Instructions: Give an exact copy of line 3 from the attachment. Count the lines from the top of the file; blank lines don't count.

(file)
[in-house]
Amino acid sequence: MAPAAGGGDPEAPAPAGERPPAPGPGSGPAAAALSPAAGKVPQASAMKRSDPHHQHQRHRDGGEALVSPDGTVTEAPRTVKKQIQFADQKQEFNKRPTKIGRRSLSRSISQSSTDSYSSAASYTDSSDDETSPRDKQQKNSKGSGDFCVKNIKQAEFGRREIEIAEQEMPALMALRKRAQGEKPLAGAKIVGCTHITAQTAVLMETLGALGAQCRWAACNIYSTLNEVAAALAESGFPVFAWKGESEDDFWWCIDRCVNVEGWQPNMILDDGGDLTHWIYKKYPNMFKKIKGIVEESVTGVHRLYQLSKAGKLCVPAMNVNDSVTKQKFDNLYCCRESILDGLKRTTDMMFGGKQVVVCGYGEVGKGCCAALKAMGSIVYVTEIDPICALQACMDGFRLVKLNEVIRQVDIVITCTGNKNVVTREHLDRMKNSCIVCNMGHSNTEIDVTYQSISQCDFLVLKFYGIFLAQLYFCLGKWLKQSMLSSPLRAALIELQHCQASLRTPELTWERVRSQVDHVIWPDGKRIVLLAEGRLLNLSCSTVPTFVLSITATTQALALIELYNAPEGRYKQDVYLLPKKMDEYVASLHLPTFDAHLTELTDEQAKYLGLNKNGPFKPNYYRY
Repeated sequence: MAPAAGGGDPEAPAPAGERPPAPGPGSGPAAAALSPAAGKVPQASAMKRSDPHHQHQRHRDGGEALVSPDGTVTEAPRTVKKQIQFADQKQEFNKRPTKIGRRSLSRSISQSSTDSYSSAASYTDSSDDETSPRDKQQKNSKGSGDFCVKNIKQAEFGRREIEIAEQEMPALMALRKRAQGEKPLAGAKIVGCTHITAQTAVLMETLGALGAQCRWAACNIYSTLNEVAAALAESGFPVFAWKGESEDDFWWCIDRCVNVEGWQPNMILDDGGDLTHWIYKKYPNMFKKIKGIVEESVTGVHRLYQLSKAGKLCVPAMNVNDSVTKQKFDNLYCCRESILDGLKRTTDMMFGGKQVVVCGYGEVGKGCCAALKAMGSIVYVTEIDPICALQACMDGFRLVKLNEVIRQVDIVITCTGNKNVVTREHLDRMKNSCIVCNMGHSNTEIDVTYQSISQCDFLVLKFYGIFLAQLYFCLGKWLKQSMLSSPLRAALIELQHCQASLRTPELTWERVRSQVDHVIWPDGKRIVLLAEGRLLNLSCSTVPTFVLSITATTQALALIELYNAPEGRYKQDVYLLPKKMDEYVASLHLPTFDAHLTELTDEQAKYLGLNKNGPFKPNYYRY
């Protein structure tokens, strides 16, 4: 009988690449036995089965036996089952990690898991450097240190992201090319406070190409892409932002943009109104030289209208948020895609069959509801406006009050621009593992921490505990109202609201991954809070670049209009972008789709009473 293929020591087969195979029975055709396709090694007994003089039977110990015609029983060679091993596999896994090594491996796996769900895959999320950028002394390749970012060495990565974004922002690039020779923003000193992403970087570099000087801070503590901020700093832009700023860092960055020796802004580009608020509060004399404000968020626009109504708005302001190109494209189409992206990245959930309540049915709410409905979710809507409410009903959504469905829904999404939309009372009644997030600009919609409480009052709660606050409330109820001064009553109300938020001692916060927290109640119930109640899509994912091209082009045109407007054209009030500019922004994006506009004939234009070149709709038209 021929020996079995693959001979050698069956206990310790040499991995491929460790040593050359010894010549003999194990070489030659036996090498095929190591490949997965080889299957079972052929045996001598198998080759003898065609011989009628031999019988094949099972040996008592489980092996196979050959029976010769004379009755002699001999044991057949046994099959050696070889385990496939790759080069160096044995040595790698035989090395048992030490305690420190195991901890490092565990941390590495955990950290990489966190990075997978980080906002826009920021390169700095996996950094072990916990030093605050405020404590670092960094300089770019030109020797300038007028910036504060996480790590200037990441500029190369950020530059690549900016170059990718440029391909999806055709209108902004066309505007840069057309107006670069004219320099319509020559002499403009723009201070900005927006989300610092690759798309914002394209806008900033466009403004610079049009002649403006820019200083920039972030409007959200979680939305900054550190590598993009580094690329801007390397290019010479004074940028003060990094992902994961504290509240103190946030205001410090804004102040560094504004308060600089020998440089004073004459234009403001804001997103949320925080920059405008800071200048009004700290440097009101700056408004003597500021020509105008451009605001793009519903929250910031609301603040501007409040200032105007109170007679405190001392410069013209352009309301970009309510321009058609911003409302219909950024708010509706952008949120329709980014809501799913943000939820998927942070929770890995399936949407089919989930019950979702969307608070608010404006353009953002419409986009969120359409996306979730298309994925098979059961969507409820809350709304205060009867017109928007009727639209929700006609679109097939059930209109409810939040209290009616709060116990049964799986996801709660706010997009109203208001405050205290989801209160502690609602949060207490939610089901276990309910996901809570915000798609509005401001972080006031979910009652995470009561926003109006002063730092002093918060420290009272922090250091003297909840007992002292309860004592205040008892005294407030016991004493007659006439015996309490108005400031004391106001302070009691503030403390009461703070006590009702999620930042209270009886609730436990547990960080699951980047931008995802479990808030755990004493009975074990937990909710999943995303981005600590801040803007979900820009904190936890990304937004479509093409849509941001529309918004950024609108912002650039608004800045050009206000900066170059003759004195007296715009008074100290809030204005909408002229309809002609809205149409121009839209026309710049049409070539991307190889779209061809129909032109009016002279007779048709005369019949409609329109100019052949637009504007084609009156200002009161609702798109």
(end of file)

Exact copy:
Repeated sequence: MAPAAGGGDPEAPAPAGERPPAPGPGSGPAAAALSPAAGKVPQASAMKRSDPHHQHQRHRDGGEALVSPDGTVTEAPRTVKKQIQFADQKQEFNKRPTKIGRRSLSRSISQSSTDSYSSAASYTDSSDDETSPRDKQQKNSKGSGDFCVKNIKQAEFGRREIEIAEQEMPALMALRKRAQGEKPLAGAKIVGCTHITAQTAVLMETLGALGAQCRWAACNIYSTLNEVAAALAESGFPVFAWKGESEDDFWWCIDRCVNVEGWQPNMILDDGGDLTHWIYKKYPNMFKKIKGIVEESVTGVHRLYQLSKAGKLCVPAMNVNDSVTKQKFDNLYCCRESILDGLKRTTDMMFGGKQVVVCGYGEVGKGCCAALKAMGSIVYVTEIDPICALQACMDGFRLVKLNEVIRQVDIVITCTGNKNVVTREHLDRMKNSCIVCNMGHSNTEIDVTYQSISQCDFLVLKFYGIFLAQLYFCLGKWLKQSMLSSPLRAALIELQHCQASLRTPELTWERVRSQVDHVIWPDGKRIVLLAEGRLLNLSCSTVPTFVLSITATTQALALIELYNAPEGRYKQDVYLLPKKMDEYVASLHLPTFDAHLTELTDEQAKYLGLNKNGPFKPNYYRY